we’ve really stepped in it this time

“Deja vu all over again.”

We all noted, back in 2009, that we’d really stepped in it this time.

Pundits have said that the new Administration’s need to stack accomplishments during the first 100 days is the reason for the rush to pass a health care bill. Nothing could be further from the truth.

Nicky Shaw and I talked about the two big issues in Washington before the 115th Congress left for their 97th vacation so far this year. “This Congress has been very busy,” she said.

Yeppers. They codified the Presidential Innovation Fellows Program, passed a GAO access act, disapproved of an SEC rule, authorized the National Science Foundation to support entrepreneurial programs for women (I guess women weren’t allowed to be NSF entrepreneurs before that?), and passed a joint resolution to appoint a citizen regent for the Smithsonian Institution.

Oh, yeah. And they repealed ObamaDon’tCare and are about to cut the corporate tax rate.

“I’m all for dumping the Unaffordable Care Act,” Ms. Shaw said. “I know it’s politicspeak to say this, but it is unsustainable.”

We’ve covered that taxpayer-financed insurance bailout for seven years. She’s right. And that pullquote up there about the rush to pass? That’s from 2009.

I’m also all for dropping the corporate tax rate (I’m all for any drop in tax rates) particularly since corporate earnings are double taxed, once when earned and again by the shareholders when received as dividends (corporations may not legally deduct their dividend payments). Here’s some background on business taxes

In 2014 the United States had the third highest general top marginal corporate income tax rate in the world at 39.1% (consisting of the 35% federal rate plus a combined state rate), exceeded only by Chad and the United Arab Emirates. Shareholders of most corporations are not taxed directly on corporate income, but must pay tax on dividends paid by the corporation. However, shareholders of S corporations and mutual funds are taxed currently on corporate income, and do not pay tax on dividends.

Despite what the tax-and-spend crowd tells you, it’s not the just the Kochs and the Soroses who get those dividends; retired geezers and all the still-working-soon-to-be geezers get the dividends on more than $25 trillion in retirement funds alone. “Trillion” with a “T.”

Hmm, if corporations are people (viz. Citizens United) then they are taxed without representation. I’m thinking corporate income tax is unconstitutional if they are taxed without representation and we shareholders should revolt. And, bonus, we can blame the Democrats for the income tax! See, the Democrats first called for income taxes back when the whole idea of it was still unconstitutional.

During the two decades following the expiration of the Civil War income tax, the Greenback movement, the Labor Reform Party, the Populist Party, the Democratic Party and many others called for a graduated income tax. The Socialist Labor Party advocated a graduated income tax in 1887. The Populist Party “demand[ed] a graduated income tax” in its 1892 platform. The Democratic Party, led by William Jennings Bryan, advocated the income tax law passed in 1894, and proposed an income tax in its 1908 platform.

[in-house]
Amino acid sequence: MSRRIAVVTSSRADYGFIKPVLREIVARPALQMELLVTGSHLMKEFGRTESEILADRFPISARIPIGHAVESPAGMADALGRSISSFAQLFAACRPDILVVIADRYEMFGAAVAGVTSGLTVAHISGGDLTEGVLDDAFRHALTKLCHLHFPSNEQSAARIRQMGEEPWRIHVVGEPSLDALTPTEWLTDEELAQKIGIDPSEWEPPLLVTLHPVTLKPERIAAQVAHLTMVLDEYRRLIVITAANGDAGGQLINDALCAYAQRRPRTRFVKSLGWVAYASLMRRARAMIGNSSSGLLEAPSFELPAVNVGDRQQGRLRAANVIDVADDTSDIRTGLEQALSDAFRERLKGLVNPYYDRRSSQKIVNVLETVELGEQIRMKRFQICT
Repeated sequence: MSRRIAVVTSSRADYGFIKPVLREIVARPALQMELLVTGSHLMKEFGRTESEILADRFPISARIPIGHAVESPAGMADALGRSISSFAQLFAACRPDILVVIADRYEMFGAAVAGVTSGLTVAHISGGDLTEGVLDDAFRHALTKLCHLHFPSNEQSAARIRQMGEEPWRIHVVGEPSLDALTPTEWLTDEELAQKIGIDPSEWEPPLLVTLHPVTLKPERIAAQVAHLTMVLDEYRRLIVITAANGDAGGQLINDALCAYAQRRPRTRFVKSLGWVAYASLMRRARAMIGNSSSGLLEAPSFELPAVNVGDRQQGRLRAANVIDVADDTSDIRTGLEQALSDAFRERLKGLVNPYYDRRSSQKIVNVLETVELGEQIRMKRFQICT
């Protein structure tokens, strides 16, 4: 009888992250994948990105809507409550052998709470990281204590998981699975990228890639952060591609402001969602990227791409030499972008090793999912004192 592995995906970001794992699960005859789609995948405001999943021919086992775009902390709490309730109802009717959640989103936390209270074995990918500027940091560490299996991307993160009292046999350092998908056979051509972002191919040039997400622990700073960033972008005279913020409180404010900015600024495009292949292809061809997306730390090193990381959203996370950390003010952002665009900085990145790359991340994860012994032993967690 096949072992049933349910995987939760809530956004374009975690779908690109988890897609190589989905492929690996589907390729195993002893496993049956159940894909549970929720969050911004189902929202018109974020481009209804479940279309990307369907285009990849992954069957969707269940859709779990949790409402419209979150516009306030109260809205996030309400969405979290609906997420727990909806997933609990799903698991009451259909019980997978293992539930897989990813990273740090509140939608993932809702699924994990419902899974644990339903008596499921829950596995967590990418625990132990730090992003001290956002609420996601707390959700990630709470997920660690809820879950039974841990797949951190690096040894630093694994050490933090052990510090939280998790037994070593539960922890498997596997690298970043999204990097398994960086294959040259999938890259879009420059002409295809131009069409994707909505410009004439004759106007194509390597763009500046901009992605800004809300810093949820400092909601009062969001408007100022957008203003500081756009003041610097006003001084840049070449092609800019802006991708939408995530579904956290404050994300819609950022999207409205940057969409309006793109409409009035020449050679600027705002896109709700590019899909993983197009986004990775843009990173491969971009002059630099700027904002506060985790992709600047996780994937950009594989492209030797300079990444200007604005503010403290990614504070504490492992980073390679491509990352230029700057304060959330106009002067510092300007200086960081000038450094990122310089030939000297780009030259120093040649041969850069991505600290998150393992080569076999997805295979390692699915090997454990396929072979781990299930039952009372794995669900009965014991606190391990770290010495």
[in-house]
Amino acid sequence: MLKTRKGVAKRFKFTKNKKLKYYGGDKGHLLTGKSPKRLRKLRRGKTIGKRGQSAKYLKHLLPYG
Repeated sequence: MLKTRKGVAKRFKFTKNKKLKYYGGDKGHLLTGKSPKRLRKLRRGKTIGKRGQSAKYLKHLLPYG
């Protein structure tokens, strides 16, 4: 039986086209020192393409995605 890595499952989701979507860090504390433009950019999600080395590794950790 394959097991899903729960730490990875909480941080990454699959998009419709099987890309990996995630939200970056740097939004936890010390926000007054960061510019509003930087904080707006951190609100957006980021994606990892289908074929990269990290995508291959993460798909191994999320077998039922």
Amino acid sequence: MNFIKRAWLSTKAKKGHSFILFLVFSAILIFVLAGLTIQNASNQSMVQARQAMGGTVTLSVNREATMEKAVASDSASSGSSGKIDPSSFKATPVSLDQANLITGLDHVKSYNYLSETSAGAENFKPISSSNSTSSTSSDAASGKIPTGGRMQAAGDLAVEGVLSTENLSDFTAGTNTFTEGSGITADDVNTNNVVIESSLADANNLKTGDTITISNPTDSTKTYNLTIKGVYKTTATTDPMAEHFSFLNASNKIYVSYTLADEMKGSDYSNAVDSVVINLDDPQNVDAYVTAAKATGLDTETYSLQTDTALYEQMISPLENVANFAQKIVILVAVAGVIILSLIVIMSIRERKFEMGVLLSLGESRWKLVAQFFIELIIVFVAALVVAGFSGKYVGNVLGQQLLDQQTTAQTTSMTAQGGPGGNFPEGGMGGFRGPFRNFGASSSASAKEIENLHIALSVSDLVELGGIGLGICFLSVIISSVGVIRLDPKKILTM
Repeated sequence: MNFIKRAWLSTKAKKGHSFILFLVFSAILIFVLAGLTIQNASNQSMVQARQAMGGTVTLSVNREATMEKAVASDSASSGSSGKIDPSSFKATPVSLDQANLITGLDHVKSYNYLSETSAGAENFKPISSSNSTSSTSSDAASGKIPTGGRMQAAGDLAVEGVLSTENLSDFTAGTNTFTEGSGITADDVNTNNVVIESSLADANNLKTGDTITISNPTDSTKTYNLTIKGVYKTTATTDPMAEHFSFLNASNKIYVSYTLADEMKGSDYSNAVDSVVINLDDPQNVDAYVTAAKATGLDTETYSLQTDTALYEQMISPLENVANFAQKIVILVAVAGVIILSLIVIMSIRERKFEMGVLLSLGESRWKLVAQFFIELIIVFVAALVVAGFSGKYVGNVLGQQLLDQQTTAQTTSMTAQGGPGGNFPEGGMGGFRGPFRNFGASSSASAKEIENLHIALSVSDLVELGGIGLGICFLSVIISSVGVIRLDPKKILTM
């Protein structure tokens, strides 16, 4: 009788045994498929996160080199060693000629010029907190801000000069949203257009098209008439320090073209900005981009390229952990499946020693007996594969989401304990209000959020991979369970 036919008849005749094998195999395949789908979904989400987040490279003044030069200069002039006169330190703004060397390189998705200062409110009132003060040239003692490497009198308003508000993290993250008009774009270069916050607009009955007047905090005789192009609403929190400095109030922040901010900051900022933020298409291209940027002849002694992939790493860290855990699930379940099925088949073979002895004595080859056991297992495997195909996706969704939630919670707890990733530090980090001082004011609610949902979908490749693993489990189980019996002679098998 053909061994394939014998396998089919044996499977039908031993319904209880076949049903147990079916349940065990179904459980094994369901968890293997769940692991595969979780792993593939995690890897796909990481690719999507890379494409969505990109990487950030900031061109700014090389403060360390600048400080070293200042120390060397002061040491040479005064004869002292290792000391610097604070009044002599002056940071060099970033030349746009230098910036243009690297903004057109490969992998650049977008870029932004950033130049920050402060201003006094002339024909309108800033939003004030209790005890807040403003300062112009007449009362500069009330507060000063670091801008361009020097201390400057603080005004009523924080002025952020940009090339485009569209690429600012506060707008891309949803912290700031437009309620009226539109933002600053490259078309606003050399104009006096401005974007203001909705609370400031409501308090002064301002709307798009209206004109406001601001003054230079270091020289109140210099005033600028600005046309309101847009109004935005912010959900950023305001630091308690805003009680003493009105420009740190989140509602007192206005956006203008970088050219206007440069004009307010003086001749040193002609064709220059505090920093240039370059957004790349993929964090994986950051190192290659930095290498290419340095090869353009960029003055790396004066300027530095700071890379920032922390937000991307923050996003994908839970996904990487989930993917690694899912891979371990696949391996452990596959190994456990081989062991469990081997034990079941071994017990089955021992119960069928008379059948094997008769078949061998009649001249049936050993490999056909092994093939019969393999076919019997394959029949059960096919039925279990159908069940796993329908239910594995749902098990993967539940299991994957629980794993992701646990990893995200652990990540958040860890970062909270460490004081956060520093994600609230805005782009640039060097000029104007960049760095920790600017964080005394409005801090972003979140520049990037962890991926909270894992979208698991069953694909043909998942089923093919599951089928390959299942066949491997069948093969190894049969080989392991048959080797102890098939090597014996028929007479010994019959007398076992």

In 1894, Democrats in Congress passed the Wilson-Gorman tariff, which imposed the first peacetime income tax. In 1895 the United States Supreme Court, in its ruling in Pollock v. Farmers’ Loan & Trust Co., held a tax based on receipts from the use of property to be unconstitutional.

Do ya feel as if we’ve been here before?

Do ya remember electing a President who promised “change”?

Same Old Stuff, Different Day
No matter how you dress up the typeface, the “UnAmerican Health Care Act” is just the “Unaffordable Care Act” in a new TV costume. No health care reform there. No matter how you dress up the characters, the “Tax Cut” is just the 4,037 or 70,000 page tax code in a new TV costume. No tax reform there.

And the only actor who has changed in this play is the guy at the top.

Passing a health care bill in the first 100 days. Why was it critical in 2009 and critical in 2017? Back then I thought even Congress would rebel if they actually read the bills. Turns out that was wrong this year, too.

Passing a tax cut in the first months. I had hopes for tax reform. This year, it looks like that was wrong, too.

“Maybe We the People should revolt instead,” Ms. Shaw said.

And there you have it. Since corporations are people and they buy their representation, that means We the Overtaxed People are no longer represented and that’s the hook to use.

 

2 thoughts on “we’ve really stepped in it this time

  1. No. WTOP buy our representation with a different coin, one unavailable to corporations: we pay with our votes. Corporations don’t get to vote.

    • I’d agree if the reps we “buy” by electing them actually voted for what they promised us rather than what they promised their (nonvoting) corporate masters.

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